Thine Indeed

images (37)1 John 3:1 “How great is the love the Father has lavished on us, that we should be called children of God.”

High school cheerleader. Colorado flower child (sort of). “Bleeding-heart liberal.” “Compassionate conservative.” Wife. Stay-at-home Mom. Professional. Born-again Christian. Worst of sinners. Anyone ever experience an identity crises? Our roles and assessments of ourselves can vary from year to year and sometimes from day to day. Maybe like me, you have at times found yourself wondering if the “real you” would just please stand up.

I believe the sense of identity and consequent security we long for is discovered not in what we do, but in whose we are. It begins with the deep down awareness that we are God’s child. We belong. We fit in the universe. We are his in our victories, but no less his in our failures. We are his when we get a book deal; we are his when we get the hundredth rejection. His…for richer, for poorer, for better, for worse.  His in sickness.  His in health. He has made a place for us in this life as well as the next (“If it were not so, I would have told you”).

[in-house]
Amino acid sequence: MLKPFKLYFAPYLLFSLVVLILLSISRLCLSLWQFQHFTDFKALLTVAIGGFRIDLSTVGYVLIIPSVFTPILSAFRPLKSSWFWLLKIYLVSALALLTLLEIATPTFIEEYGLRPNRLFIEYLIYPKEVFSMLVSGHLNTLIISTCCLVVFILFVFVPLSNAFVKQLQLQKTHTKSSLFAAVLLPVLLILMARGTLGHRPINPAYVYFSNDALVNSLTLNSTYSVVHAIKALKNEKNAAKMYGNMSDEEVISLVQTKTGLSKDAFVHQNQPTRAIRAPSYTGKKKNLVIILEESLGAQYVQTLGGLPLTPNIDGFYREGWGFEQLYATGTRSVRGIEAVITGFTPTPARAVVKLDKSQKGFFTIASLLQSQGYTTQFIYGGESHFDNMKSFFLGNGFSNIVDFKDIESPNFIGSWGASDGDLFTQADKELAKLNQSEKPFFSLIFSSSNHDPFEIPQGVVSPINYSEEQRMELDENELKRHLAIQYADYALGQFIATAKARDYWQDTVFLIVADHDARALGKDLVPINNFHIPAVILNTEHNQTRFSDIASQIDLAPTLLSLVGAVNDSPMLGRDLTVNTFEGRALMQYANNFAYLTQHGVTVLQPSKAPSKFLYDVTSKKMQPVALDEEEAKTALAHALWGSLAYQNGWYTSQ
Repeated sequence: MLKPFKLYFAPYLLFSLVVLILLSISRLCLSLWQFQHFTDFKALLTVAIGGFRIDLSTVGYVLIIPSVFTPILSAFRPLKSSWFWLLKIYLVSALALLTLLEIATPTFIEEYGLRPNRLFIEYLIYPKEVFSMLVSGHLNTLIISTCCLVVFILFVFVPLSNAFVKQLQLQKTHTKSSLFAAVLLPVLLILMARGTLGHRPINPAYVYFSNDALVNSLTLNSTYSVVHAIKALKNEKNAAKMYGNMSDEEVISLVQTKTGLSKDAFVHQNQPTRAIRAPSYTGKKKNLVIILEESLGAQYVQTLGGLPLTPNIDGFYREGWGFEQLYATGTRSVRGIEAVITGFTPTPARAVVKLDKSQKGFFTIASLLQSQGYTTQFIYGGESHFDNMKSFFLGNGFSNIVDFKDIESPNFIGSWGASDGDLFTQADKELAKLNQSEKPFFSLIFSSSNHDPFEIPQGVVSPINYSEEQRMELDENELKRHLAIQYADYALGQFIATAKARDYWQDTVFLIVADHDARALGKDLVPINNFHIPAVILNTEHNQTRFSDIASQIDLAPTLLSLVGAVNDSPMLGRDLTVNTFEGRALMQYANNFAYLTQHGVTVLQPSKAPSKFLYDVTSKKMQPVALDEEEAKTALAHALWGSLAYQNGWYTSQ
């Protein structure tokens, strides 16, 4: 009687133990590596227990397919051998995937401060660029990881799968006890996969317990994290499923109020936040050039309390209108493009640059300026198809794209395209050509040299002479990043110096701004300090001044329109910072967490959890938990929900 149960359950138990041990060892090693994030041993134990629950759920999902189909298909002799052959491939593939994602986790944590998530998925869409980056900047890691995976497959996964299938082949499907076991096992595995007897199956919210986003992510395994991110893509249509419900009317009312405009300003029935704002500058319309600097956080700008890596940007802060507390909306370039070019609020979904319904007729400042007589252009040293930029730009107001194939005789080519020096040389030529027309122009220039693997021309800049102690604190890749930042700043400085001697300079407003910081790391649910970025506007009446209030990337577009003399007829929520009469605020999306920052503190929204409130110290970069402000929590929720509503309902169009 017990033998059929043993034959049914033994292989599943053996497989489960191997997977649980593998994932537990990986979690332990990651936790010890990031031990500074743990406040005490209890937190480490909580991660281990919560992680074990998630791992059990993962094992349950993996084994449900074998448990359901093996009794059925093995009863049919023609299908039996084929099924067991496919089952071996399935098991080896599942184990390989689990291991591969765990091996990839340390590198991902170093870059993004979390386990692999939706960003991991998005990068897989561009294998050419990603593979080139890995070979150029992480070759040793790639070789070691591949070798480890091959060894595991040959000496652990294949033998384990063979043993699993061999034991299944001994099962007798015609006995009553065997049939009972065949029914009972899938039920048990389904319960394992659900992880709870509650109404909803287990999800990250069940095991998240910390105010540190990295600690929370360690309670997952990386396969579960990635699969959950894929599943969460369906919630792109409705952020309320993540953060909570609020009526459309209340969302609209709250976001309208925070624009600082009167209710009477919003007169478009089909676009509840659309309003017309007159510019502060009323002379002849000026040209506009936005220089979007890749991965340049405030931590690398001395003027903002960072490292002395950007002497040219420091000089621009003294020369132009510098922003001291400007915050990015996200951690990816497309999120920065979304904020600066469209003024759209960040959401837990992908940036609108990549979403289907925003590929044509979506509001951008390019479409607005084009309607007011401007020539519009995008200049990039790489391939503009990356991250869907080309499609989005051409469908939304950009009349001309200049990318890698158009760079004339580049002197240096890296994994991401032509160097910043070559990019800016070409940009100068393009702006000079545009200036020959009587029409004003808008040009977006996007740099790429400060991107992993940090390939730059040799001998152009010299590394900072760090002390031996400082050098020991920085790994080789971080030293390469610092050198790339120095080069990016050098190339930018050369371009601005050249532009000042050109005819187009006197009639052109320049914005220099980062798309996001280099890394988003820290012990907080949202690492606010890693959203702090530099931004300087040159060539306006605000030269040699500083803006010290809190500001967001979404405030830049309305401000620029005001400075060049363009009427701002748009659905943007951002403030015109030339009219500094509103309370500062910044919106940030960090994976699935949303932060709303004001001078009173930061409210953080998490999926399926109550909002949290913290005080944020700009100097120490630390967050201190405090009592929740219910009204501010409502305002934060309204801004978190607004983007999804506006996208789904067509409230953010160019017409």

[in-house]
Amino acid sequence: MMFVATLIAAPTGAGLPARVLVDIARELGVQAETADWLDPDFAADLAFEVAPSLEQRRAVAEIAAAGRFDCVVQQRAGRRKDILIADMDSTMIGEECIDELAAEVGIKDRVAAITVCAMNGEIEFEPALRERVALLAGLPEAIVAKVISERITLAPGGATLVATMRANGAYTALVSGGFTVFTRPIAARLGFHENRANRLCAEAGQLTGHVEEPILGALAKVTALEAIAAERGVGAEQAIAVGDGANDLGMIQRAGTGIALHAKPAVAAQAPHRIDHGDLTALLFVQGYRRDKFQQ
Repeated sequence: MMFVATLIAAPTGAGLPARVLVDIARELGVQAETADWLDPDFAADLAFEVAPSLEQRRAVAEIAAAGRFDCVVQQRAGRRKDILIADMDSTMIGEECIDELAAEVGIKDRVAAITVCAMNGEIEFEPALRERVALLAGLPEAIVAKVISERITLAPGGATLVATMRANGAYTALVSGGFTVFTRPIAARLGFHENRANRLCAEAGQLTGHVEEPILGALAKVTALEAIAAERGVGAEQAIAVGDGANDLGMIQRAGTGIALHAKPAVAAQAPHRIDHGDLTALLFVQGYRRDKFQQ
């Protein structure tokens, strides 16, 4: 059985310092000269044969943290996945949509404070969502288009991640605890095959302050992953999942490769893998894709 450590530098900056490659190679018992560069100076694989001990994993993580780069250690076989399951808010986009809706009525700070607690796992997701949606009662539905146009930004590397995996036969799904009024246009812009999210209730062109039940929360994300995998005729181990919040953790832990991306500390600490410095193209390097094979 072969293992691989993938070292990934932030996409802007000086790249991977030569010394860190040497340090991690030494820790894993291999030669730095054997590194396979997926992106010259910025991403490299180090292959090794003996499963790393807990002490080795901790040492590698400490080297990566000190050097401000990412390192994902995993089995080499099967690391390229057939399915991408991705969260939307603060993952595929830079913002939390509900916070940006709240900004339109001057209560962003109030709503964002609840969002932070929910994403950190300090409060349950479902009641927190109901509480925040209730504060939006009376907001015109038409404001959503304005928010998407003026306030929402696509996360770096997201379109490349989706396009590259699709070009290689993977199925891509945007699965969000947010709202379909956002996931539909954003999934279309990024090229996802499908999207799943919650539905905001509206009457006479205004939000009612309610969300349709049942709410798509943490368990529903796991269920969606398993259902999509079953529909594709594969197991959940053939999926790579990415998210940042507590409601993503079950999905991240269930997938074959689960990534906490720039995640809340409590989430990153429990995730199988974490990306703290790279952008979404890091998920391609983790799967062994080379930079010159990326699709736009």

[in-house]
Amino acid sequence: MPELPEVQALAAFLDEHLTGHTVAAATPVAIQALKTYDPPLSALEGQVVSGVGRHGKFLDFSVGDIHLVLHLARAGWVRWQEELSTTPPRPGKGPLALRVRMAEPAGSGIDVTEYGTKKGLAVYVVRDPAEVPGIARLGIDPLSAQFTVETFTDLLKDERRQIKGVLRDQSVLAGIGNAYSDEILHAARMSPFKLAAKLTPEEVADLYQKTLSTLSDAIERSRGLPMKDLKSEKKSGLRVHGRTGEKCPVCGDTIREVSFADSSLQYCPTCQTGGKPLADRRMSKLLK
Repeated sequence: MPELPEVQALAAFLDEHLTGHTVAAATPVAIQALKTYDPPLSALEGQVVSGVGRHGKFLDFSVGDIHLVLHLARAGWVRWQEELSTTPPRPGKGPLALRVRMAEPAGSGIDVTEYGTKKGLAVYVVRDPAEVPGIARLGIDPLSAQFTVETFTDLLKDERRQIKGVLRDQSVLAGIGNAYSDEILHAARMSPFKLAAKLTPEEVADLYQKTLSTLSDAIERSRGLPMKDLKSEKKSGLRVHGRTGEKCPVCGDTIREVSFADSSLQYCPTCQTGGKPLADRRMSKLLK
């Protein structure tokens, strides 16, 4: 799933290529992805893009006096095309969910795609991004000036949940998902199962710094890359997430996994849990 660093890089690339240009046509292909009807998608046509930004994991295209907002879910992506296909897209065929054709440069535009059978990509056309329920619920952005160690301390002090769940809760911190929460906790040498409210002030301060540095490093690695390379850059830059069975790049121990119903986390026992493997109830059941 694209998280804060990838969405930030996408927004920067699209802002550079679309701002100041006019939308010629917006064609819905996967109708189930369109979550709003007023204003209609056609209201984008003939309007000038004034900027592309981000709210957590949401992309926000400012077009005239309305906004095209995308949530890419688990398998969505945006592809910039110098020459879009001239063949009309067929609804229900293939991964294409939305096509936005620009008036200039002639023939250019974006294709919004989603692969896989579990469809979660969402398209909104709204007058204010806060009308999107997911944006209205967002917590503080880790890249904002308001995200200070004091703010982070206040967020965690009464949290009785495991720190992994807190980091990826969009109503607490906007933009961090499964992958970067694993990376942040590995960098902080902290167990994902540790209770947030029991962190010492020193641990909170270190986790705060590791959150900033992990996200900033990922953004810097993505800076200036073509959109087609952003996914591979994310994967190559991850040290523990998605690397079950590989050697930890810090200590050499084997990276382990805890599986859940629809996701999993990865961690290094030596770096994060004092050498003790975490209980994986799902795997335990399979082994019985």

Knowing we are his should be the backdrop for everything we face in life. It’s that outrageous affirmation that fills our insecurities and unleashes an identity strong enough to love others with abandon.

Dietrich Bonhoeffer offers a raw portrayal of the struggle and ultimate triumph of this sought after identity in his poem, “Who Am I?” Written while he was in prison awaiting execution for opposing the Nazi regime, it has inspired me numerous times when questions of my own identity have haunted my thoughts. I’ve included the last few lines with the hope it might encourage you as well:

      Who Am I?

“Who am I? This or the other?

Am I one person today and tomorrow another?

Am I both at once? A hypocrite before others,

And before myself a contemptible woe-begone weakling?

Or is something within me still like a beaten army,

Fleeing in disorder from victory already achieved?

Who am I? They mock me, these lonely thoughts of mine,

Whoever I am thou knowest, O God, I am thine!”

Thine indeed!

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